If you’re lucky enough to be in Canada for today, you’ll be witness to patriotism we rarely ever see in the UK, and strangely we never seem to be given the opportunity to express. The Canadian patriotism is something that fills me with a happiness.. A country and its people, proud to be who they are and where they are – and for me at least, i believe the Canadian patriotism is at the perfect level – it’s loud and proud, but not offensive or overly in peoples faces – an example where a country in the world has simply got things right. But then, we are talking about the only country in the western world not to actually go into recession in the most recent financial crisis – so it’s not unfamiliar territory for Canada to be the ones who got it right!

So what if you aren’t in Canada? Well, you may jut be in luck. A couple of months ago you may remember me featuring this, as a heads up towards the event. Canada Day has come to the UK. Canada Day London is the biggest celebration for Canada Day outside of Canada, and like everything Canadian, 110% is put into ensuring the event is filled with a massive schedule of events, and Canadians and tourists who visit Canada will find some familiar logos around the place – one of the biggest being Tim Hortons! – Tim Hortons Coffee and Doughnuts are coming to London, so if you can get yourself there.. Make sure you do! Read the rest of this entry »

Well, it’s been a pretty hot weekend, the weather, other than the odd thunderstorm has managed to keep its act together for us, which makes a nice change to the cold wet snap we had earlier in the month – so since it’s a great time to be outdoors, i thought we’d have a look at another Algonquin Provincial Park trail – The Beaver Pond Trail.

The Beaver Pond Trail winds two kilometres through rugged Algonquin terrain, offering excellent opportunities to observe the roll of the beaver in the park environment. You may or may not actually see beavers during your walk, but everywhere about you will see signs, informing the observant hiker of their presence, activities and influence.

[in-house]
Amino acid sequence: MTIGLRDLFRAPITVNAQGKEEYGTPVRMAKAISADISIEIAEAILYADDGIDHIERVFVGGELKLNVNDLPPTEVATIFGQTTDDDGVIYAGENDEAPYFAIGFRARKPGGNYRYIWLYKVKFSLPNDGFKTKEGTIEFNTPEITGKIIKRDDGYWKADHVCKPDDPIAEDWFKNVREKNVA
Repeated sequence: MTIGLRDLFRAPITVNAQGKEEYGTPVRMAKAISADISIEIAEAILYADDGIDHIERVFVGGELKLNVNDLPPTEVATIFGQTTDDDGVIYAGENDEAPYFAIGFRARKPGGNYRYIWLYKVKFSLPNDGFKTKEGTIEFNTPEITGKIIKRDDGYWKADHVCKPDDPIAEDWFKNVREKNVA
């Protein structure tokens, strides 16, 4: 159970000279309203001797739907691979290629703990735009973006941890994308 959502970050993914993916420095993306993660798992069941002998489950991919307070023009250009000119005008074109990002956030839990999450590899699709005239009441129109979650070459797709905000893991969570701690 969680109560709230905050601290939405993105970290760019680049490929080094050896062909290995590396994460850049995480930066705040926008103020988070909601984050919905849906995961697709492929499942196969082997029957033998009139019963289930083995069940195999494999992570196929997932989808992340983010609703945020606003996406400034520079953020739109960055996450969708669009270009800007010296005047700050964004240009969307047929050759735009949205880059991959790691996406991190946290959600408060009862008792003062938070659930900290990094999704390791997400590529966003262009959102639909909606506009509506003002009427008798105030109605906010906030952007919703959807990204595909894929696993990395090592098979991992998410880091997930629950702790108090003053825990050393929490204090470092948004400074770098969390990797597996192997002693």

The Beaver is considered one of Canada’s national symbols, up there with the moose, the maple leaf and ice hockey – so this Trail is perfect if you want to enjoy a hike through the Algonquin landscape, while learning more about these special creatures. The trail takes you round in a circuit, visiting ponds, lakes, rivers, dams and meadows – and these features were not necessarily there all the time, As the trail guide explains to you, Beavers have had a significant impact on the landscape they live in.. an impact so significant that their effect on the environment is second only to humans as far as tailoring the landscape to their own needs.

At post two on the trail you visit a typical beaver pond – one of thousands in Algonquin Park. It is such a common place sight in fact, that we sometimes forget what an extraordinary thing it is. By damming the stream,. the beavers have actually changed the environment to suit their own needs – from a forest with a stream trickling through it, to a wide open pond, one or two meters deep. Read the rest of this entry »

North Bay Marina, ON

Author: Rocky

It’s a new week and i thought it’d be a good idea to feature somewhere you can go to simply relax, and enjoy the weather in the summer months while out on your holiday to Canada. This time, we’re in North Bay – down at the marina.

North Bay Marina